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The Book Thief

Posted by admin on December 17, 2013


The ability to read signifies the first step in growing up. By learning our ABC’s, a child or even an adult can now begin the journey that will turn their mind in to walking library. At first, they’ll hear tales of deep-sea monsters or magical people that use their gift to help others. Then they start to look at their day and turn it from something ordinary into something beautiful. Words carry much weight, and reading gives us a better idea on which words carry the most power. Just about any scenario can be crafted into a great story. We have journalists that bring town stories to life and authors that take us to other worlds.

As much as books have influenced us, they are in tough playing grounds. They have to compete against a millennium of visual mediums from television, video games and the Internet. You can’t blame us too much, as most of us are visual learners and reading was easier when it was simplified in the beginning. Once the challenge was given to us to try something without visual aide, most of us went to other mediums. I’m not saying that everyone thinks about this. In The Book Thief, one girl becomes so interested in words; she uses them as her only defense in Nazi Germany.

In April of 1938, a boy dies while ride a train with his mother and sister Liesel (played by Sophie Nélisse). This puts even more anxiety on Liesel as she is being put up for adoption. At least she already has a home to go to. She arrives into the care of her new foster parents Hans (played by Geoffrey Rush) and Rosa (played by Emily Watson) Her first day of school is a disaster as she is humiliated when she reveals she cannot read or write.

Hans finds that he’s connecting better with Liesel then Rosa. She he proceeds to teach her how to read. Once she finishes her first book (a gravedigger’s handbook), she then decides to read anything that she can get her hands on. It couldn’t come at a worse time as it is under Nazi rule. She hates that books are being burned and ends up taking one. As the years progress, she finds herself finding books wherever she can, even in the library of the mayor’s house.  Things become more hard as the family even takes in a Jewish runaway who also likes reading.

The Book Thief sounds like a lot to take in because the “story” is actually the life of this German girl from 1938 through 1943. When I went in, I thought that I was going to get a movie about a girl struggling with her identity as a Nazi and such. The subject is touched upon, as she is seen singing Nazi songs, wearing a school uniform with the swastika, and attending a book burning. But none of this is happening because she wants to; it’s what she’s told to do like telling a child to brush their teeth. It’s actually done very well without becoming too brutal. Some people may have wanted something grittier, but then I remembered that this movie wasn’t supposed to be one. This is a family drama.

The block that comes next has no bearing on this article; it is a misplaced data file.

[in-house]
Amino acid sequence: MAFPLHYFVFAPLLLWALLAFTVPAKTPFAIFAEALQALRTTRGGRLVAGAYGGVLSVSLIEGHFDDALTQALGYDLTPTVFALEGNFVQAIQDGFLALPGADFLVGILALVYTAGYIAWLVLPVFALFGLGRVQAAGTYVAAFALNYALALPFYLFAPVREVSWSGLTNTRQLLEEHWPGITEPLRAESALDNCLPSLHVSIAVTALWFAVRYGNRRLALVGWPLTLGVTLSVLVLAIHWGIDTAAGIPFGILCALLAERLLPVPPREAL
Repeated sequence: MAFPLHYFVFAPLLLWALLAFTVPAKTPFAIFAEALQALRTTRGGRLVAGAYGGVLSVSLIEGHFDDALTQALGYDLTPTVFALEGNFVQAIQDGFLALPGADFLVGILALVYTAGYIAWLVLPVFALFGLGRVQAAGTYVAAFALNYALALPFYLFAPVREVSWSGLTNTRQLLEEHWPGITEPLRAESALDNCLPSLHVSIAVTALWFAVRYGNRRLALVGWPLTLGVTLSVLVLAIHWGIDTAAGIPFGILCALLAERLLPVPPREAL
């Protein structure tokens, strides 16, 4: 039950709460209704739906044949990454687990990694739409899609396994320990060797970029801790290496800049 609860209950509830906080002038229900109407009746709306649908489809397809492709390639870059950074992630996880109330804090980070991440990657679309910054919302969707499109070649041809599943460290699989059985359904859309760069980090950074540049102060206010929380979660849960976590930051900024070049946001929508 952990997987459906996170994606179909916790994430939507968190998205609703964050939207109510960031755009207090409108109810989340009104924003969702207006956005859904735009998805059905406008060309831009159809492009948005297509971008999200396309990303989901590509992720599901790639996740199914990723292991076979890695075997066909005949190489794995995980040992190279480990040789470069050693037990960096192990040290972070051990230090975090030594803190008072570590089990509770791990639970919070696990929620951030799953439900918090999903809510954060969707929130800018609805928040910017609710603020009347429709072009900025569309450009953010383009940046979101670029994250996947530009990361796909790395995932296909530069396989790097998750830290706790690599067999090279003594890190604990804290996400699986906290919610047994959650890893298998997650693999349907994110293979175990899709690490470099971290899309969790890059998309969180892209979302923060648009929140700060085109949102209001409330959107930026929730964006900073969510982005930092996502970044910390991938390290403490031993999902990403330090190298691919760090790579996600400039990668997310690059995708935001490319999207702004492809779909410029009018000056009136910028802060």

The focus of the movie is on Liesel. And she is a very interesting child. Like Hugo Cabret in Hugo, she’s strong and mature for her age, but she is still a child. There’s a good balance of that, something that’s rarely seen from children actors. I liked going through her relationships with her mom, foster parents, the Jewish runaway, and more.

The Book Thief is based off of a novel of the same name that I haven’t read. From what I heard, most people thought that the book would have been too difficult to transfer to cinema. I can see why; there’s enough material to make two movies. I could have used about a half hour cut, as some of the side stories go on a little too long. The movie wanted to respect the novel as much as possible, so they kept this weird idea of having Death as the voiceover narrator. Why! It adds nothing to a story that’s told fine without the voice talking about how many people it took from the war. It takes it’s focus away, but not to an extreme.


I’ll give this four burned books out of five. The Book Thief is not for those that want a meaty story about World War II. But it’s a good movie about someone learning to read and how a bad situation almost took that love away. This may be a good movie to introduce older children too if you want to give them something more educational. 


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